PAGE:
That's the part where I can be most unbiased perhaps. I have ordered my Kawai CN 21 online, so it came in a box to self-assembly. The parts were brilliantly secured in the package, so no harm could have ever come to the piano during transport. Also all parts were easy to fit in place - it looks like Kawai really paid attention to details, because it's up-to-single-milimeter perfect. Sides, back and pedal units fit perfectly, just as the keyboard unit on top of everything does. The mahogany varnish is even and really nice, I couldn't find anything I could say was wrong. The keys are lined up perfectly, with no single on sticking out - also the action is flawless as far as I can tell. Overall, I'm _very_ satisfied with what I got from Kawai.
I'm not a professional pianist, I have never played on any grand piano - only on some inferior uprights that were out of tune and so on, mainly at my high school. I can't compare the action to the Steinway or Bosendorfer then. I have, however, played a lot of Yamaha boards (except CLP280 - which means except natural wooden keyboard) and I think I prefer the Kawai way of doing things. It's a bit lighter than Yamaha GH keyboard (just a bit), but feels more responsible and easy to handle. The keys are not stiff, which was the feeling I always had playing Yamaha. Please take all this with a grain of salt, because as I said, it's just my personal opinion. The keyboard is much to my liking, which I am very happy about, because I have ordered Kawai without ever trying one, just by guessing it's different from Yamaha I don't like that much in that particular price range.
After first turning the piano I was a bit surprised. The sound was quite sharp and very bright. After few minutes of playing it eased a bit, as the sound system had to break in. It now is even through the keyboard, with no notes sticking out in terms of sound. It is, however, still much brighter and on the high tones side than for example sampled Steinway from Akoustik Piano. I guess that's because Kawai Shigeru Grand is. I find myself to enjoy the sound much after few hours of playing. There are four piano sounds - Concert Grand, Studio Grand (a bit more focused and thin), Modern and Rock Pianos. The latter two feature less bass and even crispier tone. I really like ragtimes, blues and other contemporary music styles played with these tones. The Rock Piano, however, may sound a bit metallic sometimes. Overall the sounds are impressive. In my room (which is about 15m^2) the piano fits well and without any problems with bass or something. In fact, after next hour I like the sound even much more - to the extent I'm not going to buy additional MIDI2USB interface, as the sound satisfies me enough not to use Akoustik Piano anymore right now (but I guess I will eventually hook up the Kawai to the computer, e.g. for recording).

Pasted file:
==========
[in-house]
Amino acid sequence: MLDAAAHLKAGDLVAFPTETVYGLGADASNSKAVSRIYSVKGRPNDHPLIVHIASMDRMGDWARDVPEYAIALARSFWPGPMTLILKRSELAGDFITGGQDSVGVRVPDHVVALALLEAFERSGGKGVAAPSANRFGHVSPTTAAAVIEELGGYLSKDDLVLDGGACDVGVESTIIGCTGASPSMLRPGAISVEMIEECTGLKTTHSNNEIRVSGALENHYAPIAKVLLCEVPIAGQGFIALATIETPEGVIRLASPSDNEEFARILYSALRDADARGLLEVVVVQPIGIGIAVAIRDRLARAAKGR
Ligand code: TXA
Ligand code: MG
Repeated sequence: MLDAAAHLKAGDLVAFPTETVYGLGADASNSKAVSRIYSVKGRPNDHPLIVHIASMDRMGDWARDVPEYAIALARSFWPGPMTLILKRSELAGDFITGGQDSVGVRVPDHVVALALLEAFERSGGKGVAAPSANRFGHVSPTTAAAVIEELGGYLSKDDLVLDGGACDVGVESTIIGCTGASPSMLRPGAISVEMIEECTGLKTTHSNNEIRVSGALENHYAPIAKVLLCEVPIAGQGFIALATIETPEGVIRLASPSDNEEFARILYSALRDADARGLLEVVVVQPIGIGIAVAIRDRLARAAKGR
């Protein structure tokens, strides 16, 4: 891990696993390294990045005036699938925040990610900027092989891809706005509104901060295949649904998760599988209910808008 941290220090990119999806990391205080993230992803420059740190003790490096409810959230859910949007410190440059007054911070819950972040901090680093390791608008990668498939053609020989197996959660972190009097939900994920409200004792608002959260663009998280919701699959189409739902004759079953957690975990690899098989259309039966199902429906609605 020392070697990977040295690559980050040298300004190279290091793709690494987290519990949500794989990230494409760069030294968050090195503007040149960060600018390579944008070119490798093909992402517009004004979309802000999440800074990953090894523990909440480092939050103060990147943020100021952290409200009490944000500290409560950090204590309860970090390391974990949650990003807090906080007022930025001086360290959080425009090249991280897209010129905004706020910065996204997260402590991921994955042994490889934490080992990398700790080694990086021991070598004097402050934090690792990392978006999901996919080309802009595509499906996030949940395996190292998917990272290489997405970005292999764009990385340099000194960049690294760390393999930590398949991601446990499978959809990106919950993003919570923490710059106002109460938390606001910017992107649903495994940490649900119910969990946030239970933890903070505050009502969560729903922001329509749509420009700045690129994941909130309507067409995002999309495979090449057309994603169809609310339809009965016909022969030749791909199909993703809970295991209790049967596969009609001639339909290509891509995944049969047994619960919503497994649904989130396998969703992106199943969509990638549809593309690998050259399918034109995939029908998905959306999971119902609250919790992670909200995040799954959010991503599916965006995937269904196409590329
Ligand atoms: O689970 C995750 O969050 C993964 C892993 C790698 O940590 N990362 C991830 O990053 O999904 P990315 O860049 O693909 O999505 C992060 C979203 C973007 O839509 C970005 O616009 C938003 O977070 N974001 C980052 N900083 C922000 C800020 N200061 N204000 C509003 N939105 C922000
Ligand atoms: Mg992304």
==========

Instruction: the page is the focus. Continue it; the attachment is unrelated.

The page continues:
I have read somewhere on the forum, that it was impossible with Kawai to press a key without sounding a note - it actually is possible without problems. There is no sympathetic resonance though - you can't produce rich overtones e.g. by holding silent D in second octave and then pressing D octave higher.
Kawai features three pedals - soft, sostenuto and damper, as a real grand piano. The damper pedal supports half-pedalling which works really great. The soft pedal has also noticable effect on the sound, which sometimes doesn't really happen with digital pianos. Is there anything to say more about the pedals? They work and they are traditionally-shaped =D
If I had to make the choice again in the 1000EUR price range, I would definitely go with Kawai CN21 once again.
Photos are here: http://private.maticomp.net/kawai/
If you have any questions regarding Kawai CN21, feel free to ask. As I'm not a professional pianist, I may have missed something important what should be mentioned in the review. Of course I will be happy to help with any issues and questions regarding the piano!